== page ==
In this February's issue of the SPARC Open Access Newsletter, Peter Suber discusses some analogies between open access and clean energy.
One of Peter's discussion points is the issue of whether to slow down to protect the incumbents; in the case of clean energy, this would mean continuing to support environmentally harmful energy industries when clean ones are available, just because the incumbents are there; in the case of open access, this means slowing down to protect the interests of the existing publishing industry - interests which are not synonymous with the interests of scholarship, or of the public at large.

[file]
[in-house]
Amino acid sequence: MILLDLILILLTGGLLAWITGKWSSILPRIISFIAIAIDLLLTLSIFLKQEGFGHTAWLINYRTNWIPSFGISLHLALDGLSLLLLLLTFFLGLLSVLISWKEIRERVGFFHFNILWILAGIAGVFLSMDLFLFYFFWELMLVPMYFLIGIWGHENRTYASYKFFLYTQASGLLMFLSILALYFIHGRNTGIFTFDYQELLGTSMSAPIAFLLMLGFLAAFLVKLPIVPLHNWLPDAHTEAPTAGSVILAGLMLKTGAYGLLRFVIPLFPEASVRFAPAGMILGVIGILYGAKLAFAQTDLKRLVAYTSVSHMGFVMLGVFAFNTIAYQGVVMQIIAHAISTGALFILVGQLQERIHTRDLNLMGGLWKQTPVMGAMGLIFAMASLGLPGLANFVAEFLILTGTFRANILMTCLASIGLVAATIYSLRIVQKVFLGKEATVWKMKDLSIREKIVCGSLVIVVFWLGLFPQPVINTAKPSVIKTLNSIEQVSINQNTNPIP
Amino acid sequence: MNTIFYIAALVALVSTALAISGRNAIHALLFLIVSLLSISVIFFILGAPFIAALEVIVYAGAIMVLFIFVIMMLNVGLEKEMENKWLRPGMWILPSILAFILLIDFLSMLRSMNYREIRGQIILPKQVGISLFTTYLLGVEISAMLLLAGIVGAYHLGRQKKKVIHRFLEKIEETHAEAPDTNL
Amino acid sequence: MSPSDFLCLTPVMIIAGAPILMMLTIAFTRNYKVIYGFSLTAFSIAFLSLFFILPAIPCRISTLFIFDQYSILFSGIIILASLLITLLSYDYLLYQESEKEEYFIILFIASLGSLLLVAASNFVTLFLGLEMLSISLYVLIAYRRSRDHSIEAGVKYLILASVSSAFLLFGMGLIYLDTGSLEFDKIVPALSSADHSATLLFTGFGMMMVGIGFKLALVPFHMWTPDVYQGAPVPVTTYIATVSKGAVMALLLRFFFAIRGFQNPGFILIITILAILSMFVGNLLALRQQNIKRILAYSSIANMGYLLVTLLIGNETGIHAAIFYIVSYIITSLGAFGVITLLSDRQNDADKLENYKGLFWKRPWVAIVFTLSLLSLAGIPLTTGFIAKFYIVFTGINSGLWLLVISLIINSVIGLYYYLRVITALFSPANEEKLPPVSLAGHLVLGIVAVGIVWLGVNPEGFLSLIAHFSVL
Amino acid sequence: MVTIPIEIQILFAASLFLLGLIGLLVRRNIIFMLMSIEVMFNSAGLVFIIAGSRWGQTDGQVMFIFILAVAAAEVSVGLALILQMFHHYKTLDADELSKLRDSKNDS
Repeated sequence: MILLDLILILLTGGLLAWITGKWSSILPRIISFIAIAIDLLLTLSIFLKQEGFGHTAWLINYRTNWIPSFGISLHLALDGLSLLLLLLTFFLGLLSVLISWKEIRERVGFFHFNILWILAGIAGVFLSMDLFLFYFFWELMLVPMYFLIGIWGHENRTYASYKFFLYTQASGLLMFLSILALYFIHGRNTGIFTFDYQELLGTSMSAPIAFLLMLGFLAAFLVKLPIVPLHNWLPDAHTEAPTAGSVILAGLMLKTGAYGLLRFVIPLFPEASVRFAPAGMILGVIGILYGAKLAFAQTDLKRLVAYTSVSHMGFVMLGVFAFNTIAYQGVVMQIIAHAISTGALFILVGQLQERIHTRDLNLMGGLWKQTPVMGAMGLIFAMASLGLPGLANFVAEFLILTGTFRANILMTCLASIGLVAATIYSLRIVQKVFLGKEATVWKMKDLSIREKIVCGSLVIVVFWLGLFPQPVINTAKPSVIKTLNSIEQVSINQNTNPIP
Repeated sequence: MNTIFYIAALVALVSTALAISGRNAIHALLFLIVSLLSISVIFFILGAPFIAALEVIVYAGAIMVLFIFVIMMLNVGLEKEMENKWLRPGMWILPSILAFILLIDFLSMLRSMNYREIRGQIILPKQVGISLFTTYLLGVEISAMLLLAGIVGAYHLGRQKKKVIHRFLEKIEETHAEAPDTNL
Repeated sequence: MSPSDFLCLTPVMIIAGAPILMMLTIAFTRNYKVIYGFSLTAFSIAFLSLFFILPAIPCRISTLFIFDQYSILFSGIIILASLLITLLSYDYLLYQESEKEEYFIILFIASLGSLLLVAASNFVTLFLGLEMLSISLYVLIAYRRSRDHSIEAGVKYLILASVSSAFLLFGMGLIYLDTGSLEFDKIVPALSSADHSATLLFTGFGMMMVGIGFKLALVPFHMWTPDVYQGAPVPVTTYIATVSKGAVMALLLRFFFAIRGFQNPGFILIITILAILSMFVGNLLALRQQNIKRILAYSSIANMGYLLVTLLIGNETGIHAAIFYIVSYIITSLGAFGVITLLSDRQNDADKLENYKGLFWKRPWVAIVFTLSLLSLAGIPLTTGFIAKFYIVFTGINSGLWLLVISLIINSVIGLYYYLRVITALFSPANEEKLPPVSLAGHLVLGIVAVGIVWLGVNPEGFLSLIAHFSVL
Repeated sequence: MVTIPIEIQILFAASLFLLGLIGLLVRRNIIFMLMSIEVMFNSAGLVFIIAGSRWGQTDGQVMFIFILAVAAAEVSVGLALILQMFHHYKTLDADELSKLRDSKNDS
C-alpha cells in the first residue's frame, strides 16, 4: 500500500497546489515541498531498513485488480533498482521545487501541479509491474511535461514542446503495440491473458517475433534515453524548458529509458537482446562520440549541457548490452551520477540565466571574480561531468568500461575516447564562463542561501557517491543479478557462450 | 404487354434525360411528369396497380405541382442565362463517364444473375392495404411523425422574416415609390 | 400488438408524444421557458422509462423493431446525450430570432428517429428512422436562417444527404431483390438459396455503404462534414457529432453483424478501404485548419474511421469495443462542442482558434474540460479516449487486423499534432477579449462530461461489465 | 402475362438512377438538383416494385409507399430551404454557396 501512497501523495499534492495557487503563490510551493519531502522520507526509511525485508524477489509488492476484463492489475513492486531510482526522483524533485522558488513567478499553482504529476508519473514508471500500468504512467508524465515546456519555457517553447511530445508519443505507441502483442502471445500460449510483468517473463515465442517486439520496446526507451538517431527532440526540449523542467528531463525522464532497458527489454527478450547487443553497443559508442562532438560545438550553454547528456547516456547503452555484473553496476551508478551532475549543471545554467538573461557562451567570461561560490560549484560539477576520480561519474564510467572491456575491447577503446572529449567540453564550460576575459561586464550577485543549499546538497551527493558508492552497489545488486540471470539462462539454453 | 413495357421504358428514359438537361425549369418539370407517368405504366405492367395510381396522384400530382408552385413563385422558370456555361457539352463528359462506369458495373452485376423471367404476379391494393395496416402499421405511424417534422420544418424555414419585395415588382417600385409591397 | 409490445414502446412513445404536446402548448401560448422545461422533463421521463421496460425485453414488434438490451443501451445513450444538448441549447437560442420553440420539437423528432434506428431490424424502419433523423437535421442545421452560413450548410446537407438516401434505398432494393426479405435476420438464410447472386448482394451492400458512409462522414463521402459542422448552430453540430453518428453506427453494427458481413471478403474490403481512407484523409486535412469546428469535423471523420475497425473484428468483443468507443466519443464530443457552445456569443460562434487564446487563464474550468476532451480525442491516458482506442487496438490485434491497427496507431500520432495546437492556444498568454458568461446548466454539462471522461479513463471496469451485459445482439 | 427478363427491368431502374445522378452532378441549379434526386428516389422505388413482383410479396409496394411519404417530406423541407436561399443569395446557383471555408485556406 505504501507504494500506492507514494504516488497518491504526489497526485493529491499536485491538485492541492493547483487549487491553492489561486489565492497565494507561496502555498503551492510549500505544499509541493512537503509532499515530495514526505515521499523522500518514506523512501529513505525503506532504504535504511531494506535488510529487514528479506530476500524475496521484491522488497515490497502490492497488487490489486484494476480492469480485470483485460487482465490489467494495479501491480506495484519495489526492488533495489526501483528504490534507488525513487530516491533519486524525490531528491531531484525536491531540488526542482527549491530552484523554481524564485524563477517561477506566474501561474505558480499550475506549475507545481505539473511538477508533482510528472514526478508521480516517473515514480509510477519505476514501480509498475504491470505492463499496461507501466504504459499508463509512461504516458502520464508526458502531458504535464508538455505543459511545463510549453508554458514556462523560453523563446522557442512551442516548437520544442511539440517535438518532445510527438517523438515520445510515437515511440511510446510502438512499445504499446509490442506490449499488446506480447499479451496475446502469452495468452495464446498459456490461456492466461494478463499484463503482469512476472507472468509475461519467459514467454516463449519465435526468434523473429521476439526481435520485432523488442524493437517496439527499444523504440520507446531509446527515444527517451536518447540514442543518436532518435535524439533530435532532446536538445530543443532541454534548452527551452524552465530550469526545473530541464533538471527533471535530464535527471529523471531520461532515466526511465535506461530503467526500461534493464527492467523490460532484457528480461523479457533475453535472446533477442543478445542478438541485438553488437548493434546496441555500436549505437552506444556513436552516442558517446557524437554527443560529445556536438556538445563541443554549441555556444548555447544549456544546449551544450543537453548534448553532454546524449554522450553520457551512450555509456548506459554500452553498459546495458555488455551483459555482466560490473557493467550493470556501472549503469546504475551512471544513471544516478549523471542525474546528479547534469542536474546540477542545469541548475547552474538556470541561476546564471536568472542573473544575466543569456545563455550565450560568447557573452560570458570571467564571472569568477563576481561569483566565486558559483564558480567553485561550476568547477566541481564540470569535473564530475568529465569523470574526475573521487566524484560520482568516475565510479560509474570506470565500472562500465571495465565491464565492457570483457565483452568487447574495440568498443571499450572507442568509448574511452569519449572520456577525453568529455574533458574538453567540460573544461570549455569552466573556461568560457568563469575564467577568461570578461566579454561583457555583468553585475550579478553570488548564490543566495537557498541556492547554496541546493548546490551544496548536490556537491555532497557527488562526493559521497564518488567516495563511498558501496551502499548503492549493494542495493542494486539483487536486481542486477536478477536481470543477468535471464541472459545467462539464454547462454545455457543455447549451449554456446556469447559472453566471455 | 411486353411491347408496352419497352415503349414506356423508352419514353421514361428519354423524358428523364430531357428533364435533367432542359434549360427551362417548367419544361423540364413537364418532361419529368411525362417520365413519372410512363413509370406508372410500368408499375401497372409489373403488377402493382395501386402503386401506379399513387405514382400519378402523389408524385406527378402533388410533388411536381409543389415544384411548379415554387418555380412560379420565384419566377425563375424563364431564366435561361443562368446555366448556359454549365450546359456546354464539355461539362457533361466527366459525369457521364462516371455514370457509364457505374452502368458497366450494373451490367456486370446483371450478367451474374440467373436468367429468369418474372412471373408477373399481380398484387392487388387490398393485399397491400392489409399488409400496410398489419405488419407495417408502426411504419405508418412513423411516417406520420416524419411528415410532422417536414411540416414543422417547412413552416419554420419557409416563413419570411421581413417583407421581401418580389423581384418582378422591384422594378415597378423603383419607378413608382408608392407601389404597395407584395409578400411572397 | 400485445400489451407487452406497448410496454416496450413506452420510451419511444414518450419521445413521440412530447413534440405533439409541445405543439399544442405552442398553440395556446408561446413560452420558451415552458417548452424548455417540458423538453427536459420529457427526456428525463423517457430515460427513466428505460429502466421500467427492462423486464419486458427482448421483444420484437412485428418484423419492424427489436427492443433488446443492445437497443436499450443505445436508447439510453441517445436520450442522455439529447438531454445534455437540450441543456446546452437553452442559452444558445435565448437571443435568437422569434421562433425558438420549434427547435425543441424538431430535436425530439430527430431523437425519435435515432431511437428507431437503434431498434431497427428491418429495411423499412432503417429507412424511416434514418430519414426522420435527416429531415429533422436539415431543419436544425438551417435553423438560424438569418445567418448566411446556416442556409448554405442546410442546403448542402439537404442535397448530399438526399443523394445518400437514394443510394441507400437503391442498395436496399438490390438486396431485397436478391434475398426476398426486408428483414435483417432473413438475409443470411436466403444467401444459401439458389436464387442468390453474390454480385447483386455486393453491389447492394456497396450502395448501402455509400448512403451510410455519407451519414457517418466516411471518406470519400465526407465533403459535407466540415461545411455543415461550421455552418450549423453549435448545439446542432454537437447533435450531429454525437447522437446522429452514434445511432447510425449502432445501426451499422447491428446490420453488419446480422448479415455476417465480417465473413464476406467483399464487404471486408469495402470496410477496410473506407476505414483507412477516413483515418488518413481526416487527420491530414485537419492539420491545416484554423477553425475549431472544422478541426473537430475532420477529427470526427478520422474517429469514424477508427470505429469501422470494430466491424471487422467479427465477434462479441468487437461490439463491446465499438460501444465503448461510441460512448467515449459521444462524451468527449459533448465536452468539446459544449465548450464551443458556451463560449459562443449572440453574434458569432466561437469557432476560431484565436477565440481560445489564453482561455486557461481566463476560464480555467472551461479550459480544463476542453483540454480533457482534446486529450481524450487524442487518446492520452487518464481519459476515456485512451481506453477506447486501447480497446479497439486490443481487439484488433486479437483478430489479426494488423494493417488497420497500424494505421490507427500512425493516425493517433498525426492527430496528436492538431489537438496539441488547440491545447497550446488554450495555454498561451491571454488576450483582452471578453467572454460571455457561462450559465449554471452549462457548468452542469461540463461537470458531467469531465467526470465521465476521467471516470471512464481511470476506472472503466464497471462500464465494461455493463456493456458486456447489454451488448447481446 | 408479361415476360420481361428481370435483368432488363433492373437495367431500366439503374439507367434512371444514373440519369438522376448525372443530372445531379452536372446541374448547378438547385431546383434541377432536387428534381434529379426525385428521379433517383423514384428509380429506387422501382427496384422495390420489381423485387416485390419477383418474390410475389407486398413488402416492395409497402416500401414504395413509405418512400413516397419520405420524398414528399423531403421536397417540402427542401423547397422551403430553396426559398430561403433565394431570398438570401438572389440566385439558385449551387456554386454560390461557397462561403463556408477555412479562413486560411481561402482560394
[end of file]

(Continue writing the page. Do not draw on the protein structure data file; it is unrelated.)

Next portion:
Peter raises some interesting points. My own take on the relationship between open access and clean energy: we need breakthrough research to move to clean energy, on several fronts - the hard science, economics, and social sciences research as change requires changes in attitudes and behavior. This is an urgent matter - we are running out of the old energy resources, and in trouble if we do not address global warming - and because it is an urgent matter, we need innovation in scholarship. We need our scholars to focus on innovating towards the breakthroughs - this means sharing results as early and as widely as possible. The kind of rapid transformation that led to mapping of the human genome in such a short time involved open sharing of information and a collaborative approach. This is exactly what we need to move to clean, renewal energy resources. This means that we need to rethink things like academic tenure and promotion processes; while academic traditions, in my opinion, have a great deal of merit, we cannot currently afford the luxury of taking significant time to consider change. We need to figure out how scholars can be supported to advance our knowledge in these areas in the ways that will lead to the most rapid possible change - not holding back knowledge to publish in the most prestigious journal possible.